Considering perturbation growth in spherical Top-Hat model of structure formation in a generalized Chaplygin gas dominated universe, we want to study this scenario with modified Chaplygin gas model. Different parameters of this scenario for positive and negative values of A are computed. The evolution of background and collapsed region parameters are found for different cases. The stability of the model and the collapse time rate are considered in different cases. The turn-around redshifts for different values of alpha are computed; the results are in relatively good agreement with current observational data.

Spherical "Top-Hat" Collapse in a Modified Chaplygin Gas Dominated Universe [Replacement]

Considering perturbation growth in spherical Top-Hat model of structure formation in a generalized Chaplygin gas dominated universe, we want to study this scenario with a modified Chaplygin gas model. The evolution of background and collapsed region parameters are found for different cases. The stability of the model and the collapse time rate are considered in different cases. The turn-around redshifts are also computed; the results are in relatively good agreement with current observational data.

Spherical "Top-Hat" Collapse in a Modified Chaplygin Gas Dominated Universe [Replacement]

Considering perturbation growth in spherical Top-Hat model of structure formation in a generalized Chaplygin gas dominated universe, we want to study this scenario with a modified Chaplygin gas model. The evolution of background and collapsed region parameters are found for different cases. The stability of the model and the collapse time rate are considered in different cases. The turn-around redshifts are also computed; the results are in relatively good agreement with current observational data.

Effects of large-scale non-axisymmetric perturbations in the mean-field solar dynamo [Replacement]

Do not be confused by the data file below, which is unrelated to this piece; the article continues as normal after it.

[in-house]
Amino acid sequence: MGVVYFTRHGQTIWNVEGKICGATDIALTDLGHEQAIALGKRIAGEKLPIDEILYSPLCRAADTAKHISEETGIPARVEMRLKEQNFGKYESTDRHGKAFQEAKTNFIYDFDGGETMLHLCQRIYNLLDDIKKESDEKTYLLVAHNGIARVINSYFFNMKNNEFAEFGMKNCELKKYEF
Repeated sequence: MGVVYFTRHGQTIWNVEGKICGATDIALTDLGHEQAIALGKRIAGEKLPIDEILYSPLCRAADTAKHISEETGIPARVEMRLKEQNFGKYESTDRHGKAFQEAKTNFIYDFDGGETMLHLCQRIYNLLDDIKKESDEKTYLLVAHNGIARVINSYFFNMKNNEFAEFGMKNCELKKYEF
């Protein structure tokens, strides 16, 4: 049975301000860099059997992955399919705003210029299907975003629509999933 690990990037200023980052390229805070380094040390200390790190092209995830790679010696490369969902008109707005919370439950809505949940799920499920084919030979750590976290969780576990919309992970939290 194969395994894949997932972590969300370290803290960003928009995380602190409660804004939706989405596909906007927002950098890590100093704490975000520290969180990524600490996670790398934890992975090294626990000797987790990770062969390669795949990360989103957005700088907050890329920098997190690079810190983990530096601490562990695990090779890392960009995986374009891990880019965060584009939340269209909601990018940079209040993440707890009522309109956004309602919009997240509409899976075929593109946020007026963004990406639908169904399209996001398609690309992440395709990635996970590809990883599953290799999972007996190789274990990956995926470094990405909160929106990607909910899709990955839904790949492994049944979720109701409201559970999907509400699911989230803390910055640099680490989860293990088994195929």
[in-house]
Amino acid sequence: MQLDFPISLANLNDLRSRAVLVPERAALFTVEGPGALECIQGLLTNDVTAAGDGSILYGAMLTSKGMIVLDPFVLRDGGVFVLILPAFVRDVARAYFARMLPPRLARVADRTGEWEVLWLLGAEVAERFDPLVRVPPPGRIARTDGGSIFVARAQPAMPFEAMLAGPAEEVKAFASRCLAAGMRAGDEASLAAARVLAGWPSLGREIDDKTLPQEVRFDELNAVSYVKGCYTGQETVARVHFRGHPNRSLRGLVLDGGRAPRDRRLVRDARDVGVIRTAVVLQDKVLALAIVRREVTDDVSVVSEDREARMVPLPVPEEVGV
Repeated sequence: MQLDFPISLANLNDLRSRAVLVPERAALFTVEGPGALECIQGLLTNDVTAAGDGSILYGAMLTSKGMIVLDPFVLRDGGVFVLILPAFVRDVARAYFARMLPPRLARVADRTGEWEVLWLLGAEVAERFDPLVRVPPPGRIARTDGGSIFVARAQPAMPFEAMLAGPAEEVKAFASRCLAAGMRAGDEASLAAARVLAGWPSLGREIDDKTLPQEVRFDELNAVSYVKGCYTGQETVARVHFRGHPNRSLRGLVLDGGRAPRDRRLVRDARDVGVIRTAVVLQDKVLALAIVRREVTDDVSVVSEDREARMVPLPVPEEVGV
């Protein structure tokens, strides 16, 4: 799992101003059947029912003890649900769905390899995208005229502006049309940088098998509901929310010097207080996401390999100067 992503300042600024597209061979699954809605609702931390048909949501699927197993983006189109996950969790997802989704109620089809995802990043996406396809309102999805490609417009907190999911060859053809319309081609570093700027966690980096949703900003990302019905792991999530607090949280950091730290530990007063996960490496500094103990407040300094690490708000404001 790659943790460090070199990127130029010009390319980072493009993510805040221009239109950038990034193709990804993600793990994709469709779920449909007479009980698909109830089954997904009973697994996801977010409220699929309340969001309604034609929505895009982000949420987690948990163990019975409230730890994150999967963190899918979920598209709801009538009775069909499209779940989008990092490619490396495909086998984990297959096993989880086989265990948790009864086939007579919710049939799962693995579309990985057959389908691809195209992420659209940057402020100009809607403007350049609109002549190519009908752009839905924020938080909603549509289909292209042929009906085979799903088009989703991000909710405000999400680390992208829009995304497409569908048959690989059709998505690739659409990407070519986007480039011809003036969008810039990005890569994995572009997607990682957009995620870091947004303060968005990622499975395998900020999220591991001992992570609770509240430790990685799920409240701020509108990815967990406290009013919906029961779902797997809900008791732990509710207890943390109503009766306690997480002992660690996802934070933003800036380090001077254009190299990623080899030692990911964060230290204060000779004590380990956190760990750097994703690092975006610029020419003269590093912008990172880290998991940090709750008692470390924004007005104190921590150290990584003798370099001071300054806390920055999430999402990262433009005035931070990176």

We explore a response of a non-linear non-axisymmetric mean-field solar dynamo model to shallow non-axisymmetric perturbations. After a relaxation period the amplitude of the non-axisymmetric field depends on the initial condition, helicity conservation, and the depth of perturbation. It is found that a perturbation which is anchored at r=0.9R has a profound effect on the dynamo process, producing a transient magnetic cycle of the axisymmetric magnetic field, if it is initiated at the growing phase of the cycle. The non-symmetric with respect to the equator perturbation results in a hemispheric asymmetry of the magnetic activity. The evolution of the axisymmetric and non-axisymmetric field depends on the turbulent magnetic Reynolds number R_m. In the range of R_m=10^{4-6} the evolution returns to the normal course in the next cycle, in which the non-axisymmetric field is generated due to a non-linear alpha-effect and magnetic buoyancy. In the stationary state the large-scale magnetic field demonstrates a phenomenon of "active longitudes" with cyclic 180 degree "flip-flop" changes of the large-scale magnetic field orientation. The flip-flop effect is known from observations of solar and stellar magnetic cycles. However this effect disappears in the model which includes the meridional circulation pattern determined by helioseismology. The rotation rate of the non-axisymmetric field components varies during the relaxation period, and carries important information about the dynamo process.

Effects of large-scale non-axisymmetric perturbations in the mean-field solar dynamo [Replacement]

We explore a response of a non-linear non-axisymmetric mean-field solar dynamo model to shallow non-axisymmetric perturbations. After a relaxation period the amplitude of the non-axisymmetric field depends on the initial condition, helicity conservation, and the depth of perturbation. It is found that a perturbation which is anchored at r=0.9R has a profound effect on the dynamo process, producing a transient magnetic cycle of the axisymmetric magnetic field, if it is initiated at the growing phase of the cycle. The non-symmetric with respect to the equator perturbation results in a hemispheric asymmetry of the magnetic activity. The evolution of the axisymmetric and non-axisymmetric field depends on the turbulent magnetic Reynolds number R_m. In the range of R_m=10^{4-6} the evolution returns to the normal course in the next cycle, in which the non-axisymmetric field is generated due to a non-linear alpha-effect and magnetic buoyancy. In the stationary state the large-scale magnetic field demonstrates a phenomenon of "active longitudes" with cyclic 180 degree "flip-flop" changes of the large-scale magnetic field orientation. The flip-flop effect is known from observations of solar and stellar magnetic cycles. However this effect disappears in the model which includes the meridional circulation pattern determined by helioseismology. The rotation rate of the non-axisymmetric field components varies during the relaxation period, and carries important information about the dynamo process.